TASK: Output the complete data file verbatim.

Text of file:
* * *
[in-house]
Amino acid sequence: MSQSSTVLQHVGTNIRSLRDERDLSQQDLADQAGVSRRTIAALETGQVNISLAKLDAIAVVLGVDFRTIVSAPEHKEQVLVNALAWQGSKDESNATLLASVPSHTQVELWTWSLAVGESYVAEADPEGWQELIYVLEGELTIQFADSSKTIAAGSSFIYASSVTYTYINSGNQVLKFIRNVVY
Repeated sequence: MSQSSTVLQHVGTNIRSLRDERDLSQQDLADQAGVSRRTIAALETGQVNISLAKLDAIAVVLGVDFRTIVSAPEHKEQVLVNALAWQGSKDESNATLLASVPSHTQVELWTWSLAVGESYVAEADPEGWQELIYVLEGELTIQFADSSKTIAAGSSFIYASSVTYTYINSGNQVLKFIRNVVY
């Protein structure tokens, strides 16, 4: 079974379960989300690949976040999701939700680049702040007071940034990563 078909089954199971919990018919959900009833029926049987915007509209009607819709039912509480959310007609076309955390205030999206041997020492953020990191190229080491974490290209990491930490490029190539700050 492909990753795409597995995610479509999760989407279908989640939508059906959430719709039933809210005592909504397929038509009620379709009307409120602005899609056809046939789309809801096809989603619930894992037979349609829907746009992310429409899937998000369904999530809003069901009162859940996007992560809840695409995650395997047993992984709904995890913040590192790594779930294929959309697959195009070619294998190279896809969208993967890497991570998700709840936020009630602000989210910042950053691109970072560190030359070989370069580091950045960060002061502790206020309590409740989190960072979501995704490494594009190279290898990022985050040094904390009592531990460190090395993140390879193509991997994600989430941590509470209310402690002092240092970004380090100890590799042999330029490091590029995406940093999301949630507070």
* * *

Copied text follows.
[in-house]
Amino acid sequence: MSQSSTVLQHVGTNIRSLRDERDLSQQDLADQAGVSRRTIAALETGQVNISLAKLDAIAVVLGVDFRTIVSAPEHKEQVLVNALAWQGSKDESNATLLASVPSHTQVELWTWSLAVGESYVAEADPEGWQELIYVLEGELTIQFADSSKTIAAGSSFIYASSVTYTYINSGNQVLKFIRNVVY
Repeated sequence: MSQSSTVLQHVGTNIRSLRDERDLSQQDLADQAGVSRRTIAALETGQVNISLAKLDAIAVVLGVDFRTIVSAPEHKEQVLVNALAWQGSKDESNATLLASVPSHTQVELWTWSLAVGESYVAEADPEGWQELIYVLEGELTIQFADSSKTIAAGSSFIYASSVTYTYINSGNQVLKFIRNVVY
């Protein structure tokens, strides 16, 4: 079974379960989300690949976040999701939700680049702040007071940034990563 078909089954199971919990018919959900009833029926049987915007509209009607819709039912509480959310007609076309955390205030999206041997020492953020990191190229080491974490290209990491930490490029190539700050 492909990753795409597995995610479509999760989407279908989640939508059906959430719709039933809210005592909504397929038509009620379709009307409120602005899609056809046939789309809801096809989603619930894992037979349609829907746009992310429409899937998000369904999530809003069901009162859940996007992560809840695409995650395997047993992984709904995890913040590192790594779930294929959309697959195009070619294998190279896809969208993967890497991570998700709840936020009630602000989210910042950053691109970072560190030359070989370069580091950045960060002061502790206020309590409740989190960072979501995704490494594009190279290898990022985050040094904390009592531990460190090395993140390879193509991997994600989430941590509470209310402690002092240092970004380090100890590799042999330029490091590029995406940093999301949630507070």